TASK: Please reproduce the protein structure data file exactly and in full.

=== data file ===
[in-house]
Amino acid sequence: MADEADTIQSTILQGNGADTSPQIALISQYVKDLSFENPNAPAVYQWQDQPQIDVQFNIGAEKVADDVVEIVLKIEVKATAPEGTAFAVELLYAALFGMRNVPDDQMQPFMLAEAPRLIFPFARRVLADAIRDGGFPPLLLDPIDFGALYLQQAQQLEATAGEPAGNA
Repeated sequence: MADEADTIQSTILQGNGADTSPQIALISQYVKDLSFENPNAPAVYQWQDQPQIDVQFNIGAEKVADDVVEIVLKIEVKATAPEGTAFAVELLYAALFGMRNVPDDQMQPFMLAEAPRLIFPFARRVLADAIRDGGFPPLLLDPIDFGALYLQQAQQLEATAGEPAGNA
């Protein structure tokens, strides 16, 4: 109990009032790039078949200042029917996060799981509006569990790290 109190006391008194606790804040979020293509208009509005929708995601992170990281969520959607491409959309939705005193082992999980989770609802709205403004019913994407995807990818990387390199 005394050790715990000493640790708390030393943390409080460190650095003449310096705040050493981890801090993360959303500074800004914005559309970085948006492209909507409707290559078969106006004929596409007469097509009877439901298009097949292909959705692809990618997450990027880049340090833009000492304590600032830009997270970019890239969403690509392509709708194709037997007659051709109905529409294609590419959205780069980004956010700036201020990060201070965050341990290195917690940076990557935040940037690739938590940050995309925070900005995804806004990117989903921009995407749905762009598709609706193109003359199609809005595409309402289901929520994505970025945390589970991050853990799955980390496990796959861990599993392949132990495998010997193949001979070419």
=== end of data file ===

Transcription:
[in-house]
Amino acid sequence: MADEADTIQSTILQGNGADTSPQIALISQYVKDLSFENPNAPAVYQWQDQPQIDVQFNIGAEKVADDVVEIVLKIEVKATAPEGTAFAVELLYAALFGMRNVPDDQMQPFMLAEAPRLIFPFARRVLADAIRDGGFPPLLLDPIDFGALYLQQAQQLEATAGEPAGNA
Repeated sequence: MADEADTIQSTILQGNGADTSPQIALISQYVKDLSFENPNAPAVYQWQDQPQIDVQFNIGAEKVADDVVEIVLKIEVKATAPEGTAFAVELLYAALFGMRNVPDDQMQPFMLAEAPRLIFPFARRVLADAIRDGGFPPLLLDPIDFGALYLQQAQQLEATAGEPAGNA
């Protein structure tokens, strides 16, 4: 109990009032790039078949200042029917996060799981509006569990790290 109190006391008194606790804040979020293509208009509005929708995601992170990281969520959607491409959309939705005193082992999980989770609802709205403004019913994407995807990818990387390199 005394050790715990000493640790708390030393943390409080460190650095003449310096705040050493981890801090993360959303500074800004914005559309970085948006492209909507409707290559078969106006004929596409007469097509009877439901298009097949292909959705692809990618997450990027880049340090833009000492304590600032830009997270970019890239969403690509392509709708194709037997007659051709109905529409294609590419959205780069980004956010700036201020990060201070965050341990290195917690940076990557935040940037690739938590940050995309925070900005995804806004990117989903921009995407749905762009598709609706193109003359199609809005595409309402289901929520994505970025945390589970991050853990799955980390496990796959861990599993392949132990495998010997193949001979070419």